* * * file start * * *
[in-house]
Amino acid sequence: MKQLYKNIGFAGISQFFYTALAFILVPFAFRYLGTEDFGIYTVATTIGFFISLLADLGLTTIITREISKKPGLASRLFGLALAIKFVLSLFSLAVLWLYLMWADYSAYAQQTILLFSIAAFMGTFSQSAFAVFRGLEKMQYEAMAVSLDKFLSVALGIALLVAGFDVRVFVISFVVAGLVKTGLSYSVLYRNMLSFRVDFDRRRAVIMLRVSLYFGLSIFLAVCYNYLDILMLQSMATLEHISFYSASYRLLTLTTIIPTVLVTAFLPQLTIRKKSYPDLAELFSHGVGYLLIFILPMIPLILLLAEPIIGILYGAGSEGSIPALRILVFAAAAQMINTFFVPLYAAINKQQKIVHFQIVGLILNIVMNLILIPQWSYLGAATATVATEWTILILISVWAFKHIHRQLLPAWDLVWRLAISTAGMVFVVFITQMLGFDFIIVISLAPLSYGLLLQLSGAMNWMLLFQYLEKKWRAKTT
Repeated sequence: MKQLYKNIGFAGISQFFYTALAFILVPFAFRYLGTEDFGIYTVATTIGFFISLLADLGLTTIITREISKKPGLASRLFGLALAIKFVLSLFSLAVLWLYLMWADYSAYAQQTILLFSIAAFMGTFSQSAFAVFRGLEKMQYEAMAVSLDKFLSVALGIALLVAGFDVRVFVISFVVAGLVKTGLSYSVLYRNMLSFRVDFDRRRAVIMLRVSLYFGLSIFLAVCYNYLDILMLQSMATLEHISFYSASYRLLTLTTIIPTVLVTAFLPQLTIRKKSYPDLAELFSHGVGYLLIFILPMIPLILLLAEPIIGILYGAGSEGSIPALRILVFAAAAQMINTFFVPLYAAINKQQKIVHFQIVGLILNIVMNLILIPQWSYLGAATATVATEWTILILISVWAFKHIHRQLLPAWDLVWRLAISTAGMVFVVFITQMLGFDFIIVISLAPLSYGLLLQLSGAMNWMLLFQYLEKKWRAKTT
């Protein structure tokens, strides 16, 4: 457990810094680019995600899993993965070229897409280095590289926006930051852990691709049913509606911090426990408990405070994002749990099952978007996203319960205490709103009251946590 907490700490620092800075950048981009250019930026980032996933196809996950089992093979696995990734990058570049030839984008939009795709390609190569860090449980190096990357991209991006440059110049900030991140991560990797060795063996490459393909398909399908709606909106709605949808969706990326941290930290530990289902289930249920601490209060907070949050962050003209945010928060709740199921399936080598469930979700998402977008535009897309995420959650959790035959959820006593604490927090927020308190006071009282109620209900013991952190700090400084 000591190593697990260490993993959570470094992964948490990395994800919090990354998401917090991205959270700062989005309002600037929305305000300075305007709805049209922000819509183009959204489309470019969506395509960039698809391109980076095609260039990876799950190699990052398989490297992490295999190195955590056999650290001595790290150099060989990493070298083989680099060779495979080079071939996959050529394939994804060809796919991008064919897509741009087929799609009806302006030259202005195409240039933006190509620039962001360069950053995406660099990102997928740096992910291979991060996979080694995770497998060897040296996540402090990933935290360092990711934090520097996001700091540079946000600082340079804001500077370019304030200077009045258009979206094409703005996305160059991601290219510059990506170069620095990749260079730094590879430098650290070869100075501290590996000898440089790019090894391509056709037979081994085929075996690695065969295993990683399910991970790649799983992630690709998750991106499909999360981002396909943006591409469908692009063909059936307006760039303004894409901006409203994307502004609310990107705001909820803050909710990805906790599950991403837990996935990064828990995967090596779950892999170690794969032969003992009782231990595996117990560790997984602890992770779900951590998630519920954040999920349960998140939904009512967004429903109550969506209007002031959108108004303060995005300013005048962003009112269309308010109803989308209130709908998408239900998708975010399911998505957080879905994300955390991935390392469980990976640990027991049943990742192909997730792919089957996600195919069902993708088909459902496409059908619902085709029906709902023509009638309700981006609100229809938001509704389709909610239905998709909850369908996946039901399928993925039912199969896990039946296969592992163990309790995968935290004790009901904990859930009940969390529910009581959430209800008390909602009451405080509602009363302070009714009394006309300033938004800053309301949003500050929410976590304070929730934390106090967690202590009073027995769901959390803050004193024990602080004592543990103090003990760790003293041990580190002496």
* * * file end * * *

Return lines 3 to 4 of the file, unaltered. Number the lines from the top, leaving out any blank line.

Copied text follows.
Repeated sequence: MKQLYKNIGFAGISQFFYTALAFILVPFAFRYLGTEDFGIYTVATTIGFFISLLADLGLTTIITREISKKPGLASRLFGLALAIKFVLSLFSLAVLWLYLMWADYSAYAQQTILLFSIAAFMGTFSQSAFAVFRGLEKMQYEAMAVSLDKFLSVALGIALLVAGFDVRVFVISFVVAGLVKTGLSYSVLYRNMLSFRVDFDRRRAVIMLRVSLYFGLSIFLAVCYNYLDILMLQSMATLEHISFYSASYRLLTLTTIIPTVLVTAFLPQLTIRKKSYPDLAELFSHGVGYLLIFILPMIPLILLLAEPIIGILYGAGSEGSIPALRILVFAAAAQMINTFFVPLYAAINKQQKIVHFQIVGLILNIVMNLILIPQWSYLGAATATVATEWTILILISVWAFKHIHRQLLPAWDLVWRLAISTAGMVFVVFITQMLGFDFIIVISLAPLSYGLLLQLSGAMNWMLLFQYLEKKWRAKTT
């Protein structure tokens, strides 16, 4: 457990810094680019995600899993993965070229897409280095590289926006930051852990691709049913509606911090426990408990405070994002749990099952978007996203319960205490709103009251946590 907490700490620092800075950048981009250019930026980032996933196809996950089992093979696995990734990058570049030839984008939009795709390609190569860090449980190096990357991209991006440059110049900030991140991560990797060795063996490459393909398909399908709606909106709605949808969706990326941290930290530990289902289930249920601490209060907070949050962050003209945010928060709740199921399936080598469930979700998402977008535009897309995420959650959790035959959820006593604490927090927020308190006071009282109620209900013991952190700090400084 000591190593697990260490993993959570470094992964948490990395994800919090990354998401917090991205959270700062989005309002600037929305305000300075305007709805049209922000819509183009959204489309470019969506395509960039698809391109980076095609260039990876799950190699990052398989490297992490295999190195955590056999650290001595790290150099060989990493070298083989680099060779495979080079071939996959050529394939994804060809796919991008064919897509741009087929799609009806302006030259202005195409240039933006190509620039962001360069950053995406660099990102997928740096992910291979991060996979080694995770497998060897040296996540402090990933935290360092990711934090520097996001700091540079946000600082340079804001500077370019304030200077009045258009979206094409703005996305160059991601290219510059990506170069620095990749260079730094590879430098650290070869100075501290590996000898440089790019090894391509056709037979081994085929075996690695065969295993990683399910991970790649799983992630690709998750991106499909999360981002396909943006591409469908692009063909059936307006760039303004894409901006409203994307502004609310990107705001909820803050909710990805906790599950991403837990996935990064828990995967090596779950892999170690794969032969003992009782231990595996117990560790997984602890992770779900951590998630519920954040999920349960998140939904009512967004429903109550969506209007002031959108108004303060995005300013005048962003009112269309308010109803989308209130709908998408239900998708975010399911998505957080879905994300955390991935390392469980990976640990027991049943990742192909997730792919089957996600195919069902993708088909459902496409059908619902085709029906709902023509009638309700981006609100229809938001509704389709909610239905998709909850369908996946039901399928993925039912199969896990039946296969592992163990309790995968935290004790009901904990859930009940969390529910009581959430209800008390909602009451405080509602009363302070009714009394006309300033938004800053309301949003500050929410976590304070929730934390106090967690202590009073027995769901959390803050004193024990602080004592543990103090003990760790003293041990580190002496």